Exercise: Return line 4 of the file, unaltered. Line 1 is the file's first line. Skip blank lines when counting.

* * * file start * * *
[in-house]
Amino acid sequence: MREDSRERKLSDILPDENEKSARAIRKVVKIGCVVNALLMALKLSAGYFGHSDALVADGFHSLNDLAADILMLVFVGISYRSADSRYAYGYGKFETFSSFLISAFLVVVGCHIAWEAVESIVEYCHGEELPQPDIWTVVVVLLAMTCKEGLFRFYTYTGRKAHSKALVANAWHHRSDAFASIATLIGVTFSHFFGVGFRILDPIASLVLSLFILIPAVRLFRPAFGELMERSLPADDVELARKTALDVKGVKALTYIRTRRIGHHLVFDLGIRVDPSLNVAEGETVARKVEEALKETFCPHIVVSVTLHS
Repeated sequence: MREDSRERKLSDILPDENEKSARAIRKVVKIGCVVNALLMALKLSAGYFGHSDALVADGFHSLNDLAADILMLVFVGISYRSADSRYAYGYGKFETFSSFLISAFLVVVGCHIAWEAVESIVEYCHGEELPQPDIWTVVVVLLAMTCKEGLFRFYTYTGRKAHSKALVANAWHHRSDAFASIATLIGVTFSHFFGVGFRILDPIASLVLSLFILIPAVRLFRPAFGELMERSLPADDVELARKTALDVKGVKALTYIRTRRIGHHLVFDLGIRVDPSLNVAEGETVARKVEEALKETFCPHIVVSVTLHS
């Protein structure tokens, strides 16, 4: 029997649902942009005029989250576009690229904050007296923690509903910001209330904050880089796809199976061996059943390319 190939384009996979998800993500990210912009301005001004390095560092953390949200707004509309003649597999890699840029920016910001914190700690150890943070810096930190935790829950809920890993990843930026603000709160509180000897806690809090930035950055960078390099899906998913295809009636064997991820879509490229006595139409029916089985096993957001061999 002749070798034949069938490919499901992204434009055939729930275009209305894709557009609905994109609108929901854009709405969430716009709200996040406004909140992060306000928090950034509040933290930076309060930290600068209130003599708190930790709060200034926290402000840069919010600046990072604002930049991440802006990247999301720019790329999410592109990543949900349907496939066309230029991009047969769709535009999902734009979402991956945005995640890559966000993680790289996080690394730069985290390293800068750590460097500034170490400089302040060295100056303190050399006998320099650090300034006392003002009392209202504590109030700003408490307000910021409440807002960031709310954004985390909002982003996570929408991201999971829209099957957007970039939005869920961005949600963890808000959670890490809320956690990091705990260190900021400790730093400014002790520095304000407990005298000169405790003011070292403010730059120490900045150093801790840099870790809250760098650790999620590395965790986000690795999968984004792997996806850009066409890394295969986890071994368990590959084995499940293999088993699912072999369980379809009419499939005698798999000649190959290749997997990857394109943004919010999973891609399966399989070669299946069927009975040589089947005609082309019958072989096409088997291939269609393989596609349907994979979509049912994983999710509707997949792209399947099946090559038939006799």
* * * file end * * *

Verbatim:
């Protein structure tokens, strides 16, 4: 029997649902942009005029989250576009690229904050007296923690509903910001209330904050880089796809199976061996059943390319 190939384009996979998800993500990210912009301005001004390095560092953390949200707004509309003649597999890699840029920016910001914190700690150890943070810096930190935790829950809920890993990843930026603000709160509180000897806690809090930035950055960078390099899906998913295809009636064997991820879509490229006595139409029916089985096993957001061999 002749070798034949069938490919499901992204434009055939729930275009209305894709557009609905994109609108929901854009709405969430716009709200996040406004909140992060306000928090950034509040933290930076309060930290600068209130003599708190930790709060200034926290402000840069919010600046990072604002930049991440802006990247999301720019790329999410592109990543949900349907496939066309230029991009047969769709535009999902734009979402991956945005995640890559966000993680790289996080690394730069985290390293800068750590460097500034170490400089302040060295100056303190050399006998320099650090300034006392003002009392209202504590109030700003408490307000910021409440807002960031709310954004985390909002982003996570929408991201999971829209099957957007970039939005869920961005949600963890808000959670890490809320956690990091705990260190900021400790730093400014002790520095304000407990005298000169405790003011070292403010730059120490900045150093801790840099870790809250760098650790999620590395965790986000690795999968984004792997996806850009066409890394295969986890071994368990590959084995499940293999088993699912072999369980379809009419499939005698798999000649190959290749997997990857394109943004919010999973891609399966399989070669299946069927009975040589089947005609082309019958072989096409088997291939269609393989596609349907994979979509049912994983999710509707997949792209399947099946090559038939006799």